Breads,  Technique

Brilliant Baking with the Bread Bucket

Now I know how I’ll make my millions. I’ll dust the cobwebs off my MBA and manufacture a shiny new version of the bread bucket, a once-popular tool for cranking out bakery-quality loaves. I betcha even King Arthur Flour will feature this brilliant energy saver in their baking porn catalog.

Of course, I’ll have to cut Bruce Belden in on the deal. Bruce, the illustrious president of my high school class, has become an ardent home bread baker and he tipped me off about the bread bucket phenomenon.

Here’s Bruce’s story. Once you’ve read it, you’ll want in on the bread bucket business, too.


Cranking Out Loaves with the Bread Bucket

by Bruce Belden, Guest Blogger

Since reconnecting with Diane, my high school classmate of many years ago, and discovering her “Recipephany” blog, I’ve been trying to think of a way to contribute. Since I do not possess a wealth of original recipes, I thought another approach might be to tackle bread making from a process standpoint. I decided to see how Claire’s Honey Whole Wheat recipe (Recipephany, May 2017) would come out using my mom’s bread-making secret: the Bread Bucket.

Mom’s Bread Bucket

When I was a young child, it was always a joyous occasion when Mom baked bread. She used the basic white bread recipe from the Betty Crocker Cookbook, and it was always wonderful. She was able to make five loaves at a time using her bread bucket (see photo above). Her Universal Bread Maker by Landers, Frary & Clark must be close to 100 years old. (See the Universal Bread Maker Brochure.)

A few years ago, I decided store-bought bread just wasn’t very good. I could have bought artisan bread, but I figured I could do just as well for a fraction of the cost with Mom’s bread bucket. I tried James Beard’s whole wheat bread recipe from his classic Beard on Bread Cookbook. It was rather fun and worked so well that I’ve been making two loaves in the bread bucket every three weeks or so since then.

Hooked on the dough hook

The bread bucket has a professional-style dough hook that develops gluten to its elastic best without the hand kneading. While many people enjoy kneading, it takes time and often doesn’t do the job as well as a dough hook.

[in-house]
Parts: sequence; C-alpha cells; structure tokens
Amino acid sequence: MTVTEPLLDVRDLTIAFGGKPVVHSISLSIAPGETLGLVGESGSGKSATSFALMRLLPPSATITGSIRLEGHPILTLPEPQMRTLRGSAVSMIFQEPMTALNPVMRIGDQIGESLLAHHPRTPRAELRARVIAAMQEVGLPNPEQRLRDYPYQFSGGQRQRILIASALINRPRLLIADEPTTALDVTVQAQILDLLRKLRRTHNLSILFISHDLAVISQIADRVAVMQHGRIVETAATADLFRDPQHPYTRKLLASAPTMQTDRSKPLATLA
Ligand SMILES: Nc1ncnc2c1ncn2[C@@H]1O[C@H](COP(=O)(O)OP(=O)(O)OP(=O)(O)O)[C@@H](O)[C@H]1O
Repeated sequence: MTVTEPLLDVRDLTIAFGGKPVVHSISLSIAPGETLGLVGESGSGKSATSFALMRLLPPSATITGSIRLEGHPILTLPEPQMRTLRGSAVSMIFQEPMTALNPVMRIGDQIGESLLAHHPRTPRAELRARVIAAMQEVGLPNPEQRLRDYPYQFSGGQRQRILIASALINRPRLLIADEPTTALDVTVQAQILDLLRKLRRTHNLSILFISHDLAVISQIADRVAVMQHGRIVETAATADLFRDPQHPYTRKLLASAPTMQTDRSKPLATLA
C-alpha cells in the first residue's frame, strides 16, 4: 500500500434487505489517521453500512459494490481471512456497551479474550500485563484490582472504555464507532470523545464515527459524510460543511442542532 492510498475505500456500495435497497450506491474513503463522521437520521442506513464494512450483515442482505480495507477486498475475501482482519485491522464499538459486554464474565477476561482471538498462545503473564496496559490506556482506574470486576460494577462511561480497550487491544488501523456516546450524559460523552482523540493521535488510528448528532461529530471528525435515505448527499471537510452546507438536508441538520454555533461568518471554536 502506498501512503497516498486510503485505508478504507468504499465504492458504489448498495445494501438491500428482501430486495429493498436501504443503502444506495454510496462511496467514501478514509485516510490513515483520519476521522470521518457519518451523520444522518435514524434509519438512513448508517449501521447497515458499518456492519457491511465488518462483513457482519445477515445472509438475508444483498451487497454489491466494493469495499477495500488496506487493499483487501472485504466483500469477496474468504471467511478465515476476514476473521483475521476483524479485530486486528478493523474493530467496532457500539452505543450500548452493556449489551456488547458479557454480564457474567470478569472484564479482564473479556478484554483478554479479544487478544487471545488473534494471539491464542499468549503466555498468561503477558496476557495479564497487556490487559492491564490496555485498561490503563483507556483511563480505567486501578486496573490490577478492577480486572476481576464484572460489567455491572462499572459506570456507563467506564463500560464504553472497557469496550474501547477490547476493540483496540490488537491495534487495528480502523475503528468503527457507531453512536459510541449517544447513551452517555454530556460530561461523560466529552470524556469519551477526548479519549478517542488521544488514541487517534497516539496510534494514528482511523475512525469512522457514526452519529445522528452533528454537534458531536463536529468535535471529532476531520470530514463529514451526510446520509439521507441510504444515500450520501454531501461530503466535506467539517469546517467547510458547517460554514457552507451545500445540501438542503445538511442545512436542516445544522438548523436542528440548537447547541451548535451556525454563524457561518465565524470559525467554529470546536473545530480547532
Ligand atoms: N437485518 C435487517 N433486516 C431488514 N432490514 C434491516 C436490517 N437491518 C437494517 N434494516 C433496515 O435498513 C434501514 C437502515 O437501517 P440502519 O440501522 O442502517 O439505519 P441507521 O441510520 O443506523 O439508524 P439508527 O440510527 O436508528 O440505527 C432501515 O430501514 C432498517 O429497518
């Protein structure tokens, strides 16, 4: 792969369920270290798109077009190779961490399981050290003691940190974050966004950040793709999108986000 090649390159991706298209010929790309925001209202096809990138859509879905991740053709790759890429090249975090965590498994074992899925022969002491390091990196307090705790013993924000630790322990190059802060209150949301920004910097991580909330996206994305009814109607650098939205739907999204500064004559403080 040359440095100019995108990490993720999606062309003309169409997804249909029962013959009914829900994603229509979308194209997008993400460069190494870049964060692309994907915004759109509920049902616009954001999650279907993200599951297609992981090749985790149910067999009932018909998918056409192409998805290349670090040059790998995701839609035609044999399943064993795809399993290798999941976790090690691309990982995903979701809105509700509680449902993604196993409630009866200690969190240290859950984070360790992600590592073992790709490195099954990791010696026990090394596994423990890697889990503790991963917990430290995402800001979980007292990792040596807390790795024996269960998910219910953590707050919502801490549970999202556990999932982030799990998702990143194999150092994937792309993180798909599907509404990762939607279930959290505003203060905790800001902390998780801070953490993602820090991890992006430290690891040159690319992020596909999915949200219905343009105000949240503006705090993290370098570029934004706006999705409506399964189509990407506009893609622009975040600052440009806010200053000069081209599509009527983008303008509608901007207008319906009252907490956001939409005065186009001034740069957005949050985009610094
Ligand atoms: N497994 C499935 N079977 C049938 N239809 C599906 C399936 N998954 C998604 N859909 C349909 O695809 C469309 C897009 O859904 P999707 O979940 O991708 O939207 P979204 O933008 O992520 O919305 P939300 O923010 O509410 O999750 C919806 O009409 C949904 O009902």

The bread bucket has the advantage of mixing the bread and letting it rise without any other bowls or dishes. And the instructions are stamped right on the lid. You put in the liquid followed by the dry ingredients and then mix the dough using a hand crank. It may sound tedious, but in reality the ingredients get fully mixed in just 3 to 5 minutes. You let the dough rise in the bucket until it doubles in size. Then you take it out and shape it into loaves for a second rising in the loaf pans. Then it’s ready to bake.

Where to get a bread bucket

I have seen the exact same bread bucket as my mom’s many times in antique stores. Typically, a vintage bucket costs about $50. They’re a bit pricier on eBay. It may be more than you want to pay, but it really is worth it. I recently saw a rerun of the Julia Child French Chef TV show from the ’60s that highlights Julia using a more modern version. That model is probably extinct, too, but what could be better than Julia’s seal of approval?

Claire’s Honey Whole Wheat Bread experiment

Needing more bread this morning, I decided to see whether Claire’s Honey Whole Wheat Bread would translate to being made in a bread bucket. I doubled the ingredients to make two loaves. The experiment was a success—the loaves came out high and delicious.

So there you have it—an easy alternative way of making bread.


Thanks so much, Bruce. You’ve sure convinced me. I’m checking eBay now. Then I’m on to my Bread Bucket Business Plan.

(Photos courtesy of Bruce Belden)

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  • Diane Brody

    Thanks, Bruce! Great advice from the bread-bucket baker himself.

    Joanne, I hope that answers your question. Please let us know if you want Bruce to post the recipe.


  • Bruce Belden

    The cookbook from Betty Crocker that I used was the 7th printing dated 1971 from the original 1969 copyright. The recipe is simply entitled “White Bread.” If you decide to use the bucket, I recommend that you put the water and yeast in first to let it proof right in the bucket. In doing so, it is much easier to mix the flour rather than the other way around. It was years before I finally figured that out as I guess I am a slow learner. I hope it works and if you still need the recipe, I can certainly post it here.


  • Diane Brody

    Dear Joanne,

    I don’t know which Betty Crocker recipe it is, but will ask Bruce if he can help out. I have a few of those cookbooks, and some recipes change with each edition.

    Thanks so much for writing, and I’ll see what I can find out.


  • Joanne

    I am wondering which Betty Crocker cookbook recipe was used for the dough. I have a 1978 cookbook with a white bread recipe, and very interested in the bread bucket concept. Thanks for this very helpful information.

  • Claire

    What a cool gadget never heard of it before! Kind of reminds me of a popcorn maker, maybe you could get a two-in-one? (Also, so glad you still like that bread recipe thank you for the mention.)

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